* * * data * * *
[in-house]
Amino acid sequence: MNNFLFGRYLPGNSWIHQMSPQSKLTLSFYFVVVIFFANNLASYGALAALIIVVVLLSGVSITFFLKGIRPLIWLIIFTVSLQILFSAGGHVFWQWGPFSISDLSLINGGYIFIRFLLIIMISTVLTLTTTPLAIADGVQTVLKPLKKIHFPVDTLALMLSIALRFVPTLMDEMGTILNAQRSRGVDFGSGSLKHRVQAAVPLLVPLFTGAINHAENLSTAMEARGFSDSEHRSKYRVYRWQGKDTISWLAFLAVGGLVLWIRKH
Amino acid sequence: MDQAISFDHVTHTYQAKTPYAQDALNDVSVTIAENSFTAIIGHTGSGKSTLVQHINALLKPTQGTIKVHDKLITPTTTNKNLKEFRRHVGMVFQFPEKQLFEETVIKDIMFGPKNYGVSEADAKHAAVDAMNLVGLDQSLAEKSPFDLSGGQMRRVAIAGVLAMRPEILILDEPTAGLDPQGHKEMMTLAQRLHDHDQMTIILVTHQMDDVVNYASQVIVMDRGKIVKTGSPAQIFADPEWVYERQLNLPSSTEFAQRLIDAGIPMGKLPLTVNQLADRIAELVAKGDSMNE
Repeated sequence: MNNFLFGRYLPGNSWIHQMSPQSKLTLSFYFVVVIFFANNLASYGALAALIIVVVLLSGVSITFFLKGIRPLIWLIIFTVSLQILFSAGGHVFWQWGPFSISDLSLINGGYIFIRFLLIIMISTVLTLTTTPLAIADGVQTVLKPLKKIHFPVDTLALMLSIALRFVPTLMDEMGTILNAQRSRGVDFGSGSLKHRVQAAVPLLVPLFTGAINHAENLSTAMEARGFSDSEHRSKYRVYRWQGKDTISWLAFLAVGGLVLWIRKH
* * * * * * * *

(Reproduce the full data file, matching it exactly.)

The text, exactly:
[in-house]
Amino acid sequence: MNNFLFGRYLPGNSWIHQMSPQSKLTLSFYFVVVIFFANNLASYGALAALIIVVVLLSGVSITFFLKGIRPLIWLIIFTVSLQILFSAGGHVFWQWGPFSISDLSLINGGYIFIRFLLIIMISTVLTLTTTPLAIADGVQTVLKPLKKIHFPVDTLALMLSIALRFVPTLMDEMGTILNAQRSRGVDFGSGSLKHRVQAAVPLLVPLFTGAINHAENLSTAMEARGFSDSEHRSKYRVYRWQGKDTISWLAFLAVGGLVLWIRKH
Amino acid sequence: MDQAISFDHVTHTYQAKTPYAQDALNDVSVTIAENSFTAIIGHTGSGKSTLVQHINALLKPTQGTIKVHDKLITPTTTNKNLKEFRRHVGMVFQFPEKQLFEETVIKDIMFGPKNYGVSEADAKHAAVDAMNLVGLDQSLAEKSPFDLSGGQMRRVAIAGVLAMRPEILILDEPTAGLDPQGHKEMMTLAQRLHDHDQMTIILVTHQMDDVVNYASQVIVMDRGKIVKTGSPAQIFADPEWVYERQLNLPSSTEFAQRLIDAGIPMGKLPLTVNQLADRIAELVAKGDSMNE
Repeated sequence: MNNFLFGRYLPGNSWIHQMSPQSKLTLSFYFVVVIFFANNLASYGALAALIIVVVLLSGVSITFFLKGIRPLIWLIIFTVSLQILFSAGGHVFWQWGPFSISDLSLINGGYIFIRFLLIIMISTVLTLTTTPLAIADGVQTVLKPLKKIHFPVDTLALMLSIALRFVPTLMDEMGTILNAQRSRGVDFGSGSLKHRVQAAVPLLVPLFTGAINHAENLSTAMEARGFSDSEHRSKYRVYRWQGKDTISWLAFLAVGGLVLWIRKH